Is Congo Safe for Tourism

Is Congo safe for tourism? The Democratic Republic of Congo has for many suffered the negative impacts of civil wars until the 2000’s. With the continued insecurity in the country, it’s even termed as the “heart of darkness”.

Is Congo Safe for Tourism

Worldwide, tourism is extensively expanding to Africa. Travelers from the first world countries are vastly putting on their travel shoes to hit the most virgin countries in Africa. Those countries that are less visited yet with rewarding wilderness as well as some of the world’s most beautiful creatures.

Despite D.R. Congo being a very untainted destination, it has not been a classic tourist destination due to the world war of Africa. The insecurity in the country has cut off assorted travelers wishing to explore the natural beauty that explodes in Congo.

D.R. Congo is one of the proud prime homes of gorillas in the world. Not only mountain gorillas that are common in Uganda and Rwanda, but Congo also hosts both the mountain and the lowland gorillas. Part of the famous Lake Kivu lies in Congo, River Congo, Idjwi island, the Virunga chained mountains including the world’s most active volcano Nyiragongo all boost Congo’s tourism.

However, before visiting the Democratic Republic of Congo, travelers always ask one common question, Is Congo safe for tourism? This is a broad question, but lets try to narrow it down in terms of security and health.

When it gets to security, DR Congo is a highly troubled country facing continuous waves of violence and wars. Rebels running through the thick impenetrable forests in the Virunga ranges, all making the country an unsuitable destination for tourism in Africa.

Nevertheless, some few regions are peaceful under United Nations protection. The safest places in Congo are the ones that have embraced tourism and working hard to protect the country’s rich and varied landscape as well as the amazing wildlife.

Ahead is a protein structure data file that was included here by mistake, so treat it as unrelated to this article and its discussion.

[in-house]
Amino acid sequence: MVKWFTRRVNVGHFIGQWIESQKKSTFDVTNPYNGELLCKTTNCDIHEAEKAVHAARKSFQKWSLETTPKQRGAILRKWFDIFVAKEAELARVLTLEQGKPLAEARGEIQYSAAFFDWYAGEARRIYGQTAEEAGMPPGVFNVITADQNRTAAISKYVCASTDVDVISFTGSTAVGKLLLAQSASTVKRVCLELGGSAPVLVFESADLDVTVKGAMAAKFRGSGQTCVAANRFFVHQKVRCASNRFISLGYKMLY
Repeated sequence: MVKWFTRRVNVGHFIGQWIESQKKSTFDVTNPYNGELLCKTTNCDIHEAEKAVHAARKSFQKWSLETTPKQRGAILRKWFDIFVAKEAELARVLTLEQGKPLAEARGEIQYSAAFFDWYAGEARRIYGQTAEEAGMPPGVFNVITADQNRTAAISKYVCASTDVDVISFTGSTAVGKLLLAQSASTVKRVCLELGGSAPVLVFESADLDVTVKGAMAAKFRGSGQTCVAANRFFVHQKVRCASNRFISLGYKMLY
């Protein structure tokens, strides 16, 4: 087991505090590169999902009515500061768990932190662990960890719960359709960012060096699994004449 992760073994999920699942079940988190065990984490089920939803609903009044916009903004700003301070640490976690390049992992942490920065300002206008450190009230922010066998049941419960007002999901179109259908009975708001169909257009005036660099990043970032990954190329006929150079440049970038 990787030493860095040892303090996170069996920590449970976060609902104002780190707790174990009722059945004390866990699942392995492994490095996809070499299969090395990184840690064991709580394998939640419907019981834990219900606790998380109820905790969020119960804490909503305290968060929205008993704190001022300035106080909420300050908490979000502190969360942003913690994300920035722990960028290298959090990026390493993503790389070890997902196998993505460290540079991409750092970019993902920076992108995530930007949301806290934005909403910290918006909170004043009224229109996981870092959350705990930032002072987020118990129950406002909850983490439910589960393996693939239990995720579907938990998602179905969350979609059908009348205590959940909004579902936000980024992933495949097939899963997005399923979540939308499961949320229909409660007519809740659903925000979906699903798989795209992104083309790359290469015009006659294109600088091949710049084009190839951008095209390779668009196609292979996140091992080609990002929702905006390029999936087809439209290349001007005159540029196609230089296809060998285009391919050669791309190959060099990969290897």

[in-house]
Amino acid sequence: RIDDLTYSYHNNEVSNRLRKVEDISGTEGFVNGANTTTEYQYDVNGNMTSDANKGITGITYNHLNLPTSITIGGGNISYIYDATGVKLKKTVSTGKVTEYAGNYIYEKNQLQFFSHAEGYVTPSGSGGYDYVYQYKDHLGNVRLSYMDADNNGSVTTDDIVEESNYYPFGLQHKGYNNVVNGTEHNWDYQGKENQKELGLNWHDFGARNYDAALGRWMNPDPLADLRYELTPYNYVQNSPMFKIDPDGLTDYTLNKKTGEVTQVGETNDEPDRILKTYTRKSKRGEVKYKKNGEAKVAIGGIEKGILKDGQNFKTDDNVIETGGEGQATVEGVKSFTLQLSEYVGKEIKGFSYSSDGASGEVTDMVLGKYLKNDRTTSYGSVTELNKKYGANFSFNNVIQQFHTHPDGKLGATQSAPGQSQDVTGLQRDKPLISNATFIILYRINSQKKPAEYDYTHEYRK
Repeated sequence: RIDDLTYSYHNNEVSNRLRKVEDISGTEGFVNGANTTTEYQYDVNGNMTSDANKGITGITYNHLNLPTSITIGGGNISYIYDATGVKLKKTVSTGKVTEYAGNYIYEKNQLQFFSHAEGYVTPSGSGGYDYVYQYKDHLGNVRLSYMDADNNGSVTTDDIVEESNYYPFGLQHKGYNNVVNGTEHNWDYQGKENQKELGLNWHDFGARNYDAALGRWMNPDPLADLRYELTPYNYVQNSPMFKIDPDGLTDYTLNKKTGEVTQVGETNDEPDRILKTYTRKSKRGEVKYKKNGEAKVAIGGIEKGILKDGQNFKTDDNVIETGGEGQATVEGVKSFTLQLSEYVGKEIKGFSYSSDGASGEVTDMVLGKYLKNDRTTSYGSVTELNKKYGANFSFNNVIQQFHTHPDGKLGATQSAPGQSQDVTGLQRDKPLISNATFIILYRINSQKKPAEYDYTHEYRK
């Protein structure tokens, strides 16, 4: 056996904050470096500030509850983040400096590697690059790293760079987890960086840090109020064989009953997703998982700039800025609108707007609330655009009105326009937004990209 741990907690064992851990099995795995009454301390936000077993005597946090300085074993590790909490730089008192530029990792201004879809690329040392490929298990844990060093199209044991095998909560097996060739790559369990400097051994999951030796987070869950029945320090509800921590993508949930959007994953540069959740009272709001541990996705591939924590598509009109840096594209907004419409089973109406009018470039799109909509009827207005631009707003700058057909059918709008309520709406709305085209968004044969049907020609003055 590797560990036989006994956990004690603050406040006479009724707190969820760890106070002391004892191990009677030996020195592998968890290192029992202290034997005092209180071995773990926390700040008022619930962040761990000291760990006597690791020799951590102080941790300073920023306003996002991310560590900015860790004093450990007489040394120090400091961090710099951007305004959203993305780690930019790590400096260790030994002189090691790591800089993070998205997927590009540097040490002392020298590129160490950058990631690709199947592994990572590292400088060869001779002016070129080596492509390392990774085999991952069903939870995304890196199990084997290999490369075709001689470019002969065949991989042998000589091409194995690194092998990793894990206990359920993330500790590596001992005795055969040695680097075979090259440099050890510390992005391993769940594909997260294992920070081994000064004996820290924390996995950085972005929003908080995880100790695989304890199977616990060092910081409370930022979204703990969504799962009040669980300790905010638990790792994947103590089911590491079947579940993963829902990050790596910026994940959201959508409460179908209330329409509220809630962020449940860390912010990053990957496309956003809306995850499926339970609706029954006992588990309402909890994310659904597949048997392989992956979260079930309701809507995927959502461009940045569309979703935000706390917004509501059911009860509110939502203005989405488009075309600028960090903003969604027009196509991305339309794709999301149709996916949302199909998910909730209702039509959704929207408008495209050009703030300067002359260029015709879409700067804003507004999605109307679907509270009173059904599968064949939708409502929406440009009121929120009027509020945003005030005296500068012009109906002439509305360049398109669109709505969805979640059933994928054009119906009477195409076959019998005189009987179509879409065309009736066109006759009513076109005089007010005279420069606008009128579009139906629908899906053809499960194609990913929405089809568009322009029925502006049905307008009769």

Even if the forests are not so safe, yet they host most thrilling activity; gorilla trekking, trekkers are always accompanied with two armed rangers to ensure their safety in case of any attack. More security personnel have been trained in order to tighten the security in the newly drafted security policies by the Congo government. So while trekking the gorillas in Virunga national park, there is nothing to worry.

At the lodge, any of your choice in Congo, the security is super fine. Due to the previous insecurities and attacks in the country, hotel managers have learnt to tight mark their territories. A good number of armed security guards has been deployed to ensure safety of both the clients and the staff.

About transportation, streets in the tourist towns like Goma are relatively safe. However, note that it would be safer if travelers walked with a local tour guide or ranger because they know all the places including the safe and the impassable ones. It’s advisable not to use public means, the fact that you are new to the place, you could bump into rebels. Only rely on your tour guide and a private car.

Health and medical guidelines in D.R. Congo

Health wise, DR Congo is not very safe. Ebola is still an issue in the country, several people are dying of Ebola. However, UN, WHO together with the Congo government are working tirelessly to cub this problem. Tourists to the country are vaccinated against Ebola so as to prevent this infection. The infected people have been isolated and the non-infected ones are also vaccinated to ensure a safe environment for everyone.

Apart from Ebola (outbreaks occasionally), Congo is a free country from other diseases if the tourists care for themselves very well. Just like in any other country, travelers should travel with anti-malarial medication, insect repellents and other simple pain killers.

For food, ensure that you don’t eat everywhere. It’s not that every food is safe in Congo. Endeavor to eat in clean and hygienic places and only those recommended by your tour guide to prevent stomach complications. Note that, the safety talked about in this piece is just in the eastern part of Congo, the region that neighbors Uganda and Rwanda. The other regions of D.R. Congo are not recommended to visit for tourism.